Hudsint History, Family Crest & Coats of Arms
- Origins Available:
The Anglo-Saxon name Hudsint comes from the name Hudd, a pet form of both Hugh and Richard.   The surname Hudsint features the patronymic suffix -son, which was most common in the north of England and superseded other patronymic suffixes in popularity during the 14th century.
Early Origins of the Hudsint family
The surname Hudsint was first found in Yorkshire where one of the first records of the name was John Hudsone, Hutson who was listed in the Court Rolls of the Manor of Wakefield in 1323.  The Yorkshire Poll Tax Rolls of 1379 list: Johannes Hudson; Johannes Hudeson; and Adam Huddeson.  There are numerous entries for the name further north in Scotland. One of the first on record there was James Hudson, a charter witness in Kelso in 1466. John Hudsone and Willie Hutson were tenants on land of the Abbey of Kelso in 1567.  The castle of Woodcroft in Etton, Northampton was the scene of a rather gruesome event of one of the family. "Castle Woodcroft, is said to have been the scene of the murder of Dr. Hudson, chaplain of Charles I., who was forced over the battlements by the parliamentarian forces stationed here, who, hacking with their swords the hands by which he endeavoured to cling to the walls, caused him to fall into the moat beneath, where he was instantly put to death. The castle has been restored by Earl Fitzwilliam; the tower from which Dr. Hudson was thrown, and the moat in which he was killed, are still entire." 
Important Dates for the Hudsint family
This web page shows only a small excerpt of our Hudsint research. Another 225 words (16 lines of text) covering the years 1766, 1766, 1567, 1660, 1637, 1612, 1560, 1611, 1619, 1682, 1662, 1719, 1615 and 1672 are included under the topic Early Hudsint History in all our PDF Extended History products and printed products wherever possible.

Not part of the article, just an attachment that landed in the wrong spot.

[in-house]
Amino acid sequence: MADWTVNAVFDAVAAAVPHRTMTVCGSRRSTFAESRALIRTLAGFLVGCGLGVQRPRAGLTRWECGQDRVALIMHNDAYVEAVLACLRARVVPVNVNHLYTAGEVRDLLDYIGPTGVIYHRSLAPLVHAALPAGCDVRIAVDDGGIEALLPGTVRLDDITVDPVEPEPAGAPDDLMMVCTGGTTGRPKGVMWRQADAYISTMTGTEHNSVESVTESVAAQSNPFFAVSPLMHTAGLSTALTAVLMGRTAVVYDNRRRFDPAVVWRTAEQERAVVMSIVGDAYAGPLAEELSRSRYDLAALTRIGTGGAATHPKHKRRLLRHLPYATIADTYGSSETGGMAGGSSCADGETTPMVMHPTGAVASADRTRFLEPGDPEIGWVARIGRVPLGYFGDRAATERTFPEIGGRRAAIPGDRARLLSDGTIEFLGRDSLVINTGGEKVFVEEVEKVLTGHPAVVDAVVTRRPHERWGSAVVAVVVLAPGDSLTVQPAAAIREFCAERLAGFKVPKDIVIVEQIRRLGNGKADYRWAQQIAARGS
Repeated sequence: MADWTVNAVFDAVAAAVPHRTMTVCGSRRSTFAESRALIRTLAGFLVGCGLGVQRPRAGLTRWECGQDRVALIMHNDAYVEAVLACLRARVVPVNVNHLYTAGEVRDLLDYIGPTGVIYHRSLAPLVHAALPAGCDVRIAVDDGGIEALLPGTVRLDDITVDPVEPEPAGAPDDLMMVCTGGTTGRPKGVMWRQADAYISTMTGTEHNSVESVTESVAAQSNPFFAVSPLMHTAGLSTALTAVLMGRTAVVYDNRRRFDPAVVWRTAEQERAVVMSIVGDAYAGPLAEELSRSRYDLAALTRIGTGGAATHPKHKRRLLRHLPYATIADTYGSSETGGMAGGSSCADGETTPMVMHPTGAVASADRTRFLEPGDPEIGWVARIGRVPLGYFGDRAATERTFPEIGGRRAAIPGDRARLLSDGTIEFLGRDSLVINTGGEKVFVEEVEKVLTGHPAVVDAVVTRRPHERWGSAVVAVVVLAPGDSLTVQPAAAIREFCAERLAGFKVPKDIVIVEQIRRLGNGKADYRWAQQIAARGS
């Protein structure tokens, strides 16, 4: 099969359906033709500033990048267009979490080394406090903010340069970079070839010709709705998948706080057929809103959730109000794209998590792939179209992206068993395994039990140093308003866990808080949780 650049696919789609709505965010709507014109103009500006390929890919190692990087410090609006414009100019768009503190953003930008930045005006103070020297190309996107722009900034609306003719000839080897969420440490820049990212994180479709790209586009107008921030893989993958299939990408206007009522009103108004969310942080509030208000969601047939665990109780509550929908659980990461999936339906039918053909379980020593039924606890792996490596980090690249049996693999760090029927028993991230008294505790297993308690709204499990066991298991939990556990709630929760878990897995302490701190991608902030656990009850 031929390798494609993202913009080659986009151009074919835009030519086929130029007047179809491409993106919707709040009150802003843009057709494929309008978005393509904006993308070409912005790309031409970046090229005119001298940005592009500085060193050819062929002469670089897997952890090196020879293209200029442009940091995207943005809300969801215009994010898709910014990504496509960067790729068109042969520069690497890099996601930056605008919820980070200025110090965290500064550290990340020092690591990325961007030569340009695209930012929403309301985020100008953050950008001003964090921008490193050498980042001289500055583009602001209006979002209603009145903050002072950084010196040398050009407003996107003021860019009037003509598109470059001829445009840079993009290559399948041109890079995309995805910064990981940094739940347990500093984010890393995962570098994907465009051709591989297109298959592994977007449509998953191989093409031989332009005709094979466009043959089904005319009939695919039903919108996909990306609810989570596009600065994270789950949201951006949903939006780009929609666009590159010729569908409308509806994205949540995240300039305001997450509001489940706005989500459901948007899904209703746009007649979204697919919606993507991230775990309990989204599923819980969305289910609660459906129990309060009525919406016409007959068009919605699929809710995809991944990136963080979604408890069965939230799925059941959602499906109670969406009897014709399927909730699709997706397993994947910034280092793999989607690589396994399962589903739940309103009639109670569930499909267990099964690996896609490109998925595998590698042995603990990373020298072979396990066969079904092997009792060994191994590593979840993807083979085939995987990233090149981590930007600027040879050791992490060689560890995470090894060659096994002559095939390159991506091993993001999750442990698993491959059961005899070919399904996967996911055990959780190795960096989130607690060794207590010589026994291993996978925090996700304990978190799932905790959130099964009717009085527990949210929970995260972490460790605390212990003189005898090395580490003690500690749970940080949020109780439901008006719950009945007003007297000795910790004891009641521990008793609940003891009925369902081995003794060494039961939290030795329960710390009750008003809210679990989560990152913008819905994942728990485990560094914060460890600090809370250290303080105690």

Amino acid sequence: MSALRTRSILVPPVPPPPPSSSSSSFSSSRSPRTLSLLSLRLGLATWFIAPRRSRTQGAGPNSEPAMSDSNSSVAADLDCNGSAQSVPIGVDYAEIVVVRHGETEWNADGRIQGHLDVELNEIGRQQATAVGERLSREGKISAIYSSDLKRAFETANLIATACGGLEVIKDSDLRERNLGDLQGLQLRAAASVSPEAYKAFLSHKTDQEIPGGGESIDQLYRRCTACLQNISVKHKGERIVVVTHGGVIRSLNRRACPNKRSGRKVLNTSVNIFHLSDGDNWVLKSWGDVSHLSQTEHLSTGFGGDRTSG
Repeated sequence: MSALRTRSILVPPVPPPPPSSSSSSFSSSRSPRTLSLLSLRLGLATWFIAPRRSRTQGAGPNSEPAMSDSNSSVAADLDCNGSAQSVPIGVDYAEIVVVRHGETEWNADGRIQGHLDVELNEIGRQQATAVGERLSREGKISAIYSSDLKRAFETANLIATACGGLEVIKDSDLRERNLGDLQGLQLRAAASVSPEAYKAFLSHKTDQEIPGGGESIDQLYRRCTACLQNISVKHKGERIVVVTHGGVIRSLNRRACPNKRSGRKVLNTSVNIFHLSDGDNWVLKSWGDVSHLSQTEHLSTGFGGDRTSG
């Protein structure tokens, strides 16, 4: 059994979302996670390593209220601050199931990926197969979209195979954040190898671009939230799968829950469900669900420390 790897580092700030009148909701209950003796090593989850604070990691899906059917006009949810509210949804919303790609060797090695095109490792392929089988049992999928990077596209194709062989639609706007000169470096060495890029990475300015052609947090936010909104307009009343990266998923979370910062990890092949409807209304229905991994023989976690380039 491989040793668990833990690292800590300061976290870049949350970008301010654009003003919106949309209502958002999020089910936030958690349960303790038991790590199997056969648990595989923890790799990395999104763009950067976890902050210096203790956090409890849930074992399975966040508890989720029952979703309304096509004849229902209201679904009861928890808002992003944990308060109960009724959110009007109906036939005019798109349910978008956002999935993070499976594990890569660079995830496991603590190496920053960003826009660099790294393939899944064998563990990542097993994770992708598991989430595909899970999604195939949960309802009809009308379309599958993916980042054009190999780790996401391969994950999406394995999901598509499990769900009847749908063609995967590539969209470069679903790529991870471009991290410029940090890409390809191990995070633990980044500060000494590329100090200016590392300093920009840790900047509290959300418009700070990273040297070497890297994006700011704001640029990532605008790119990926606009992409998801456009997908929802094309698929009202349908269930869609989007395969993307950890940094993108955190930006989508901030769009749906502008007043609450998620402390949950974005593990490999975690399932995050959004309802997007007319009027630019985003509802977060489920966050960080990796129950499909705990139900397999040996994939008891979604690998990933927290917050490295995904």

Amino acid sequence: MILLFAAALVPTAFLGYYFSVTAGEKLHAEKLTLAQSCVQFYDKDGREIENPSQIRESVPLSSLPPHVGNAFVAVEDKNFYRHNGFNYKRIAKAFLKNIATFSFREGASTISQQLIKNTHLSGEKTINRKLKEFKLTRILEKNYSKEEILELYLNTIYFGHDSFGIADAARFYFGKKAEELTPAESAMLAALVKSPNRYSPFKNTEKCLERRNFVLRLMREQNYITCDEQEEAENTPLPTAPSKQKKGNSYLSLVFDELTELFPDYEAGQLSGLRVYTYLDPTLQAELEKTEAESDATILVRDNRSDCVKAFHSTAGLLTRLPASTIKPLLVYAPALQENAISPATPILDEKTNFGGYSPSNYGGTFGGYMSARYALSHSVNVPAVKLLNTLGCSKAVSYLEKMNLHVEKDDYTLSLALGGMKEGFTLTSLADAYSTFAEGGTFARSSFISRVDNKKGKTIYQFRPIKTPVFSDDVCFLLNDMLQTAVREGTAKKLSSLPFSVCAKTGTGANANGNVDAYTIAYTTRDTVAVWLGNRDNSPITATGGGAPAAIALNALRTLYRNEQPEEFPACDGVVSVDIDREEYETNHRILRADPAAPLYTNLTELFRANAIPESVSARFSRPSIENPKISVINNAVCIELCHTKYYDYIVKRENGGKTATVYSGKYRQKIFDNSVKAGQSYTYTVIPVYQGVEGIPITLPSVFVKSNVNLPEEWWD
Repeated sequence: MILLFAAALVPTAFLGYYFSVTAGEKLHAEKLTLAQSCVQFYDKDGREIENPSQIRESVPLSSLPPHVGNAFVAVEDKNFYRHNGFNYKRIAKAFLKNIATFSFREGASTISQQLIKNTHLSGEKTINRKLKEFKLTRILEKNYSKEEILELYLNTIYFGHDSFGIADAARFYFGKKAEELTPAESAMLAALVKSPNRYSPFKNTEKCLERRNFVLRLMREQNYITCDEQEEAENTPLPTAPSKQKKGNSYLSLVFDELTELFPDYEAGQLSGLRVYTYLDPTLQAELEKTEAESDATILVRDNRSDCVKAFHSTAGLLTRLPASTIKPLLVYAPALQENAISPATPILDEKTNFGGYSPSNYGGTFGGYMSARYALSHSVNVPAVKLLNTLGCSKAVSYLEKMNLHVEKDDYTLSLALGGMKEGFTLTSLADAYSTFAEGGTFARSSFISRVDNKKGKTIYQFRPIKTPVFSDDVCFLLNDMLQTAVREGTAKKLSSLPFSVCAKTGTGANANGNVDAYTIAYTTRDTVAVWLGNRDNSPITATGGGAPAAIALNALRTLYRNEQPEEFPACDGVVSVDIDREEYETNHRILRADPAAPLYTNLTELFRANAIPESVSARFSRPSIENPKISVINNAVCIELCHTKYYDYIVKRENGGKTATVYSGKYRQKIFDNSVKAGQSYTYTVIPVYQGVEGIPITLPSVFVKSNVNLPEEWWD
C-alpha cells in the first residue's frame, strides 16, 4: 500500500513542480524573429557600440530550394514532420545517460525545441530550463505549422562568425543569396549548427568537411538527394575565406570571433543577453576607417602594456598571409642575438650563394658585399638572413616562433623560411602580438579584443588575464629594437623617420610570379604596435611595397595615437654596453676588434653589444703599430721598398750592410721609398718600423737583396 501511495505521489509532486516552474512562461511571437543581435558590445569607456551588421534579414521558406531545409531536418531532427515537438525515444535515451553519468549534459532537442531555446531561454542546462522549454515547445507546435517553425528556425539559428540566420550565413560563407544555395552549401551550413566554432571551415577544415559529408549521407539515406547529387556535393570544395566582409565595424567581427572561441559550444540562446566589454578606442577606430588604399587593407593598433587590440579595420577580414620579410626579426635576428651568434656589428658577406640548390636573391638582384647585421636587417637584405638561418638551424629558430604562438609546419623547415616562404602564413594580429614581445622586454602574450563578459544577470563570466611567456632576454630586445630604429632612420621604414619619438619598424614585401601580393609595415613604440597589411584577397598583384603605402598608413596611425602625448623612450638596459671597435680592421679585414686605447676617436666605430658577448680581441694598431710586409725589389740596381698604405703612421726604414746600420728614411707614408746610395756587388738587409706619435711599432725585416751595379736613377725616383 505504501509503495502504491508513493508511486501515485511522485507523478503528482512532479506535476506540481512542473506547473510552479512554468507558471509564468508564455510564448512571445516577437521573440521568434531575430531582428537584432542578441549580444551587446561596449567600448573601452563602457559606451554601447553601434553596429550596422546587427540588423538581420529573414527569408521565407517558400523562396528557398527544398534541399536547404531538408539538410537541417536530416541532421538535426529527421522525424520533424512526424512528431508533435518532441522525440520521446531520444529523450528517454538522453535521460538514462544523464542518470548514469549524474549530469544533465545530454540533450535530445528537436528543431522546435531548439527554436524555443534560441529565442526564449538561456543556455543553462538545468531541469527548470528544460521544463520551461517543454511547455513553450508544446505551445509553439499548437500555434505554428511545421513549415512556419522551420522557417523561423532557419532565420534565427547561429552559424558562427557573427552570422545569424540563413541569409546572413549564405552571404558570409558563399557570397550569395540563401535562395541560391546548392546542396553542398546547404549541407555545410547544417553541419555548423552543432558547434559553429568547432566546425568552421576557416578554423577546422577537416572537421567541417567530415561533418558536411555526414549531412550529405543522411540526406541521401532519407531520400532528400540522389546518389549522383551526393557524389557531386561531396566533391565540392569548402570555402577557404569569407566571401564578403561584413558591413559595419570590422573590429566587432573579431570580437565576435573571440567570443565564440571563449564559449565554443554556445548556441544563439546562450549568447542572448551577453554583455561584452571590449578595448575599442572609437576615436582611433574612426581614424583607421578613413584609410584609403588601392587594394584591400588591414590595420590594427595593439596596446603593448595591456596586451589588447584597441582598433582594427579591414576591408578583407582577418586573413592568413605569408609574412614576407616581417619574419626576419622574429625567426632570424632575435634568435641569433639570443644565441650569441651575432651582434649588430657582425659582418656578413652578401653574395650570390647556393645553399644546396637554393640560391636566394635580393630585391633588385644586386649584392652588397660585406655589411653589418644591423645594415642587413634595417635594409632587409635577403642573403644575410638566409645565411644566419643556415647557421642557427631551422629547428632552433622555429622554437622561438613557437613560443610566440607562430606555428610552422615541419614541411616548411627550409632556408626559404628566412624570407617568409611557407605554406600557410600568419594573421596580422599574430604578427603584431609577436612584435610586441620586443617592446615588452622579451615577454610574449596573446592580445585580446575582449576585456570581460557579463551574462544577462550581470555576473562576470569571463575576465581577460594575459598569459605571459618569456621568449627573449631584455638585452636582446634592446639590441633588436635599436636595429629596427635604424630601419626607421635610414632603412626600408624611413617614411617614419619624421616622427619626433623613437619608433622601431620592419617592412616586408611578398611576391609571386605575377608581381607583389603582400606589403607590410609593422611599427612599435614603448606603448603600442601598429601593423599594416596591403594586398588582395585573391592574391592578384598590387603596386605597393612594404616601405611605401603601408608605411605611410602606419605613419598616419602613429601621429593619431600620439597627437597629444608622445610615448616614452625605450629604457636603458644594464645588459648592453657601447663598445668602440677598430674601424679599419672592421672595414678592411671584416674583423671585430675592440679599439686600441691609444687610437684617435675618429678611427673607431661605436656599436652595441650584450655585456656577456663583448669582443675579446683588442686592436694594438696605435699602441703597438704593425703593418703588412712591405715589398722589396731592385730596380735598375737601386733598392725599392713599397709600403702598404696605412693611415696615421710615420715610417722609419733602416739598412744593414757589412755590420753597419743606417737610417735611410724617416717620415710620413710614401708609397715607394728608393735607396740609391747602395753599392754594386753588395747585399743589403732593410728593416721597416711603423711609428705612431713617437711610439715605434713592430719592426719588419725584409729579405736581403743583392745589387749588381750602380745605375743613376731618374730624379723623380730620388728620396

Hudsint Spelling Variations
Before the last few hundred years, the English language had no fast system of spelling rules. For that reason, spelling variations are commonly found in early Anglo-Saxon surnames. Over the years, many variations of the name Hudsint were recorded, including Hudson, Hutson and others.
Early Notables of the Hudsint family (pre 1700)
Notables of the family at this time include Henry Hudson (1560-1611), English navigator explorer for whom the Hudson's Bay, Canada is named; Jeffrey Hudson (1619-c.1682), an English court dwarf at the court of Queen Henrietta Maria, nicknamed the "Queen's...
Another 39 words (3 lines of text) are included under the topic Early Hudsint Notables in all our PDF Extended History products and printed products wherever possible.
Migration of the Hudsint family
To escape oppression and starvation at that time, many English families left for the "open frontiers" of the New World with all its perceived opportunities. In droves people migrated to the many British colonies, those in North America in particular, paying high rates for passages in cramped, unsafe ships. Although many of the settlers did not make the long passage alive, those who did see the shores of North America perceived great opportunities before them. Many of the families that came from England went on to make essential contributions to the emerging nations of Canada and the United States. Research into various historical records revealed some of first members of the Hudsint family emigrate to North America: Robert Hudson, who arrived in Virginia in 1623; William Hudson, who settled in Virginia in 1635; Ralph Hudson, who settled in Massachusetts with his wife Marie and three children in 1635.
- ^ Hanks, Patricia and Flavia Hodges, A Dictionary of Surnames. Oxford: Oxford University Press, 1988. Print. (ISBN 0-19-211592-8)
- ^ Bardsley, C.W, A Dictionary of English and Welsh Surnames: With Special American Instances. Wiltshire: Heraldry Today, 1901. Print. (ISBN 0-900455-44-6)
- ^ Reaney, P.H and R.M. Wilson, A Dictionary of English Surnames. London: Routledge, 1991. Print. (ISBN 0-415-05737-X)
- ^ Black, George F., The Surnames of Scotland Their Origin, Meaning and History. New York: New York Public Library, 1946. Print. (ISBN 0-87104-172-3)
- ^ Lewis, Samuel, A Topographical Dictionary of England. Institute of Historical Research, 1848, Print.